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United States of America
Wednesday, May 25, 2022

Experts warn that “the world will have to prepare for extreme weather events”

The 26th edition of the United Nations Conference on Climate Change (COP26), which took place in Glasgow, Scotland, left many climate change specialists with a sour taste in their mouths. While important agreements were kept for our planet, such as maintaining the commitment to contain global warming to 1.5 degrees Celsius above pre-industrial levels and no more, there is still much to do.

According to projections from the Climate Action Tracker, the world needs to reduce the rate of greenhouse gas emissions by almost 27,000 million metric tons per year to limit global warming to 1.5 ° C by 2030. However, what was agreed in the COP26, enough for about a quarter of the way. This mainly due to a last minute change in the text of the final agreement regarding the use of fossil fuels. The amendment meant that we now speak of a “phase-out”, rather than “elimination” of carbon.

“Unfortunately the Glasgow Agreement is insufficient to respond to the climate crisis. Although they have reached a final document that shows some progress, criticism from social organizations is that it does not contain exact dates for the specific reduction of emissions or amounts, especially on the issue of finance for adaptation ” said Henry Córdova, National Coordinator of the Citizen Movement against Climate Change (MOCICC).

The expert pointed out that by not having definitive agreements on controversial points, such as clarifying the carbon market chapter and defining global financing for adaptation to climate change, it is expected that the scenario to be faced by 2030 and 2050 is the least desired according to the projections of the panel of scientists.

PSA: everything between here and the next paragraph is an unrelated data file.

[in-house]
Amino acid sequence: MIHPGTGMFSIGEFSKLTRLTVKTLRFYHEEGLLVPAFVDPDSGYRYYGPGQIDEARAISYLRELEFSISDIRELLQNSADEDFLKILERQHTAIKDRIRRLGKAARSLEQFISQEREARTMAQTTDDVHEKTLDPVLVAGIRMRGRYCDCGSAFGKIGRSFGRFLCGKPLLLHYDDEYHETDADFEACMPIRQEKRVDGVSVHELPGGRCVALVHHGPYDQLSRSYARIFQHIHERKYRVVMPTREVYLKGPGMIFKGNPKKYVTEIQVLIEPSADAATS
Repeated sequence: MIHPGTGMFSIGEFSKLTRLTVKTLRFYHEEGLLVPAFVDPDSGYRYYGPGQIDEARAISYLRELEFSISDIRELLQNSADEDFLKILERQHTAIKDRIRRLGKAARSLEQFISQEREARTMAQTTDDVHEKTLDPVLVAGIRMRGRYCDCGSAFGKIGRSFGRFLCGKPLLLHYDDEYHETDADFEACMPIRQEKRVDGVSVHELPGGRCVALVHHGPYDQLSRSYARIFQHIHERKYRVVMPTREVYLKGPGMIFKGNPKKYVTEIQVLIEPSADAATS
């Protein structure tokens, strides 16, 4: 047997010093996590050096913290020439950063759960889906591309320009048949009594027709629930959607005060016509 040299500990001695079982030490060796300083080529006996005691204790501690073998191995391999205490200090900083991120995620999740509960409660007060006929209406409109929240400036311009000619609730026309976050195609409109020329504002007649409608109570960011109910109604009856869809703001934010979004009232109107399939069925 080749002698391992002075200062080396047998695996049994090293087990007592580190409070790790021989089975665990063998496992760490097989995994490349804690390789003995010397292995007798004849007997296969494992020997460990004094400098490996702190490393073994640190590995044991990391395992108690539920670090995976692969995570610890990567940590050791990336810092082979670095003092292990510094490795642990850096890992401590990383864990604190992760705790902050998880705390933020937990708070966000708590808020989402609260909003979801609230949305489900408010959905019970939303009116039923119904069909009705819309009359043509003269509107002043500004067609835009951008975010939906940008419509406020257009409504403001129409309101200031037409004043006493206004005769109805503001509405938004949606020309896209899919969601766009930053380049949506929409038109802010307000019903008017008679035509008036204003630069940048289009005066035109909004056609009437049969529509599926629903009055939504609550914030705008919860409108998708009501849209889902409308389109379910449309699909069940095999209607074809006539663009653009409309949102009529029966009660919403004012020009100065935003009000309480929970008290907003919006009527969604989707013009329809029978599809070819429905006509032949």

“The bad news is that if each government does what it promises, the world will still face a catastrophic temperature rise of around 2 ° C. In the final declaration agreed in Glasgow, it is admitted with alarm and utmost concern that global warming is already at 1.1 degrees ”, he explains.

Córdova added that in the face of enormous pressure from the scientific world due to the growing impacts of climate change, the United States and the European Union have made a special call for countries to toughen their goals for 2030.

“This request is, at heart, a direct message to countries like China, India and Brazil, whose short-term plans are not aligned with the 45% reduction in emissions that is needed by 2030. The mere mention of fuels fossils has generated the blocking of negotiations for many hours with clear and public opposition from countries such as Saudi Arabia, India, South Africa, Nigeria and Venezuela ”, he said.

Finally, the specialist remarked that the agreement reached at COP26 does not generate a legal link, that is, an obligation for the countries to act and is limited to expressing invitations, recommendations and requests without specifying measures, clear times and a real commitment to financing.

“The agreements reached at COP 26 will not solve the climate crisis, and the world will have to prepare for a scenario of extreme climatic events for the next few years. Being Peru a highly vulnerable country, it is necessary to work on an internal climate agenda that is ambitious in terms of adaptation. The declaration of a climate emergency in Peru should involve articulating the general policy of the Government from a climate change approach, prioritizing the care of forests and working for an energy policy that is committed to a just and orderly transition, “concluded Córdova.

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